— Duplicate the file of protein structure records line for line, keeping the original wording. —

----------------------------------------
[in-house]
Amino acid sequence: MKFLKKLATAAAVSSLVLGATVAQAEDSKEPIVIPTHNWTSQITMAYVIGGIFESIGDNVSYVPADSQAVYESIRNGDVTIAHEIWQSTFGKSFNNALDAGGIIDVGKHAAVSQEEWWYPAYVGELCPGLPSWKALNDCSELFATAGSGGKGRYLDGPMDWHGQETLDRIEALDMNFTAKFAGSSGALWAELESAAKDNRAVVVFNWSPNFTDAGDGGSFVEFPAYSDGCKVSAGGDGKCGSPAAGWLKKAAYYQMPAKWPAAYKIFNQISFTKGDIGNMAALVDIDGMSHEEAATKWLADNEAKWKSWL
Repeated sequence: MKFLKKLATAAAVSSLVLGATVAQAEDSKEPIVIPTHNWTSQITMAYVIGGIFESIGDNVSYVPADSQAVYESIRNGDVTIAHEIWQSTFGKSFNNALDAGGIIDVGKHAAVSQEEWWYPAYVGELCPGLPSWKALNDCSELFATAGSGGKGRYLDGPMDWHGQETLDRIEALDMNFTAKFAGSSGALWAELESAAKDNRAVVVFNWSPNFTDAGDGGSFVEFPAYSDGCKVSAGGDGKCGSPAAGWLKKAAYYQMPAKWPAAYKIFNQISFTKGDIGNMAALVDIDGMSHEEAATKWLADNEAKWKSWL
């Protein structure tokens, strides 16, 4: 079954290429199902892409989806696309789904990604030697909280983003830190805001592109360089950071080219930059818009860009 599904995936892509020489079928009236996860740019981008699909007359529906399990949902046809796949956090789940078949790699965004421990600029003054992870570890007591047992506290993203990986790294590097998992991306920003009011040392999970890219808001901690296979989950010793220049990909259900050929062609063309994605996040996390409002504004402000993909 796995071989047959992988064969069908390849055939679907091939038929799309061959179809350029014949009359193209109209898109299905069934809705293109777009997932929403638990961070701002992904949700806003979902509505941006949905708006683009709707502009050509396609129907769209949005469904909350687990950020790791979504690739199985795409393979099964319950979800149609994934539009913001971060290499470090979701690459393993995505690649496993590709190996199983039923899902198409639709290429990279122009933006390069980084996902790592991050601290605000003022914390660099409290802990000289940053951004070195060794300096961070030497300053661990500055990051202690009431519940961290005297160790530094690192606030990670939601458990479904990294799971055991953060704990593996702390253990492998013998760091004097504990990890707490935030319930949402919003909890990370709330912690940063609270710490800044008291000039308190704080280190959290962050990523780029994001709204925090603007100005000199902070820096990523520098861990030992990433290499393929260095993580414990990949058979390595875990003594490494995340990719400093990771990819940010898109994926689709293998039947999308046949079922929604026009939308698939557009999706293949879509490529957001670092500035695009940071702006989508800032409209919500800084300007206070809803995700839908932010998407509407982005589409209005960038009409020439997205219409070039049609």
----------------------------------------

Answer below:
[in-house]
Amino acid sequence: MKFLKKLATAAAVSSLVLGATVAQAEDSKEPIVIPTHNWTSQITMAYVIGGIFESIGDNVSYVPADSQAVYESIRNGDVTIAHEIWQSTFGKSFNNALDAGGIIDVGKHAAVSQEEWWYPAYVGELCPGLPSWKALNDCSELFATAGSGGKGRYLDGPMDWHGQETLDRIEALDMNFTAKFAGSSGALWAELESAAKDNRAVVVFNWSPNFTDAGDGGSFVEFPAYSDGCKVSAGGDGKCGSPAAGWLKKAAYYQMPAKWPAAYKIFNQISFTKGDIGNMAALVDIDGMSHEEAATKWLADNEAKWKSWL
Repeated sequence: MKFLKKLATAAAVSSLVLGATVAQAEDSKEPIVIPTHNWTSQITMAYVIGGIFESIGDNVSYVPADSQAVYESIRNGDVTIAHEIWQSTFGKSFNNALDAGGIIDVGKHAAVSQEEWWYPAYVGELCPGLPSWKALNDCSELFATAGSGGKGRYLDGPMDWHGQETLDRIEALDMNFTAKFAGSSGALWAELESAAKDNRAVVVFNWSPNFTDAGDGGSFVEFPAYSDGCKVSAGGDGKCGSPAAGWLKKAAYYQMPAKWPAAYKIFNQISFTKGDIGNMAALVDIDGMSHEEAATKWLADNEAKWKSWL
């Protein structure tokens, strides 16, 4: 079954290429199902892409989806696309789904990604030697909280983003830190805001592109360089950071080219930059818009860009 599904995936892509020489079928009236996860740019981008699909007359529906399990949902046809796949956090789940078949790699965004421990600029003054992870570890007591047992506290993203990986790294590097998992991306920003009011040392999970890219808001901690296979989950010793220049990909259900050929062609063309994605996040996390409002504004402000993909 796995071989047959992988064969069908390849055939679907091939038929799309061959179809350029014949009359193209109209898109299905069934809705293109777009997932929403638990961070701002992904949700806003979902509505941006949905708006683009709707502009050509396609129907769209949005469904909350687990950020790791979504690739199985795409393979099964319950979800149609994934539009913001971060290499470090979701690459393993995505690649496993590709190996199983039923899902198409639709290429990279122009933006390069980084996902790592991050601290605000003022914390660099409290802990000289940053951004070195060794300096961070030497300053661990500055990051202690009431519940961290005297160790530094690192606030990670939601458990479904990294799971055991953060704990593996702390253990492998013998760091004097504990990890707490935030319930949402919003909890990370709330912690940063609270710490800044008291000039308190704080280190959290962050990523780029994001709204925090603007100005000199902070820096990523520098861990030992990433290499393929260095993580414990990949058979390595875990003594490494995340990719400093990771990819940010898109994926689709293998039947999308046949079922929604026009939308698939557009999706293949879509490529957001670092500035695009940071702006989508800032409209919500800084300007206070809803995700839908932010998407509407982005589409209005960038009409020439997205219409070039049609």